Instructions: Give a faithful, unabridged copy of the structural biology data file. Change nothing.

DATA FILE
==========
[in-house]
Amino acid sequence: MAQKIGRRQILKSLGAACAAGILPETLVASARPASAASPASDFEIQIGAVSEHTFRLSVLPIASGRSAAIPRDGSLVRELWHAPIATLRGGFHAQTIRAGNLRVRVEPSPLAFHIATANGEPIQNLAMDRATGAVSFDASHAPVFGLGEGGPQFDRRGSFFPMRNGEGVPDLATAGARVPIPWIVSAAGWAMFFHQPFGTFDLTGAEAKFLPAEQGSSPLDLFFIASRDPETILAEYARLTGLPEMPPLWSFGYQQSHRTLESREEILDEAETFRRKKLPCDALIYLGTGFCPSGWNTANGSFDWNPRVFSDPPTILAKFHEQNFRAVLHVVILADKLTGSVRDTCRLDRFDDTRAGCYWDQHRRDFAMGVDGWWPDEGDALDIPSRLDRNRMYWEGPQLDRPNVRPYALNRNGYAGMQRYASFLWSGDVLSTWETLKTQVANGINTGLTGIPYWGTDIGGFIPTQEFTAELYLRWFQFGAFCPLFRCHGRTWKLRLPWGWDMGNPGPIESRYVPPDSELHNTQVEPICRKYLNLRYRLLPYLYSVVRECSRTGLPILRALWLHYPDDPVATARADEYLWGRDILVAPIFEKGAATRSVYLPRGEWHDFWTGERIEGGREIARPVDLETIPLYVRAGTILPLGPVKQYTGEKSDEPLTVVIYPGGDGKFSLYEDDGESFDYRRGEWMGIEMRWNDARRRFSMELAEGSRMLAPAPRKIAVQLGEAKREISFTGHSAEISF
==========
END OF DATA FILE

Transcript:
[in-house]
Amino acid sequence: MAQKIGRRQILKSLGAACAAGILPETLVASARPASAASPASDFEIQIGAVSEHTFRLSVLPIASGRSAAIPRDGSLVRELWHAPIATLRGGFHAQTIRAGNLRVRVEPSPLAFHIATANGEPIQNLAMDRATGAVSFDASHAPVFGLGEGGPQFDRRGSFFPMRNGEGVPDLATAGARVPIPWIVSAAGWAMFFHQPFGTFDLTGAEAKFLPAEQGSSPLDLFFIASRDPETILAEYARLTGLPEMPPLWSFGYQQSHRTLESREEILDEAETFRRKKLPCDALIYLGTGFCPSGWNTANGSFDWNPRVFSDPPTILAKFHEQNFRAVLHVVILADKLTGSVRDTCRLDRFDDTRAGCYWDQHRRDFAMGVDGWWPDEGDALDIPSRLDRNRMYWEGPQLDRPNVRPYALNRNGYAGMQRYASFLWSGDVLSTWETLKTQVANGINTGLTGIPYWGTDIGGFIPTQEFTAELYLRWFQFGAFCPLFRCHGRTWKLRLPWGWDMGNPGPIESRYVPPDSELHNTQVEPICRKYLNLRYRLLPYLYSVVRECSRTGLPILRALWLHYPDDPVATARADEYLWGRDILVAPIFEKGAATRSVYLPRGEWHDFWTGERIEGGREIARPVDLETIPLYVRAGTILPLGPVKQYTGEKSDEPLTVVIYPGGDGKFSLYEDDGESFDYRRGEWMGIEMRWNDARRRFSMELAEGSRMLAPAPRKIAVQLGEAKREISFTGHSAEISF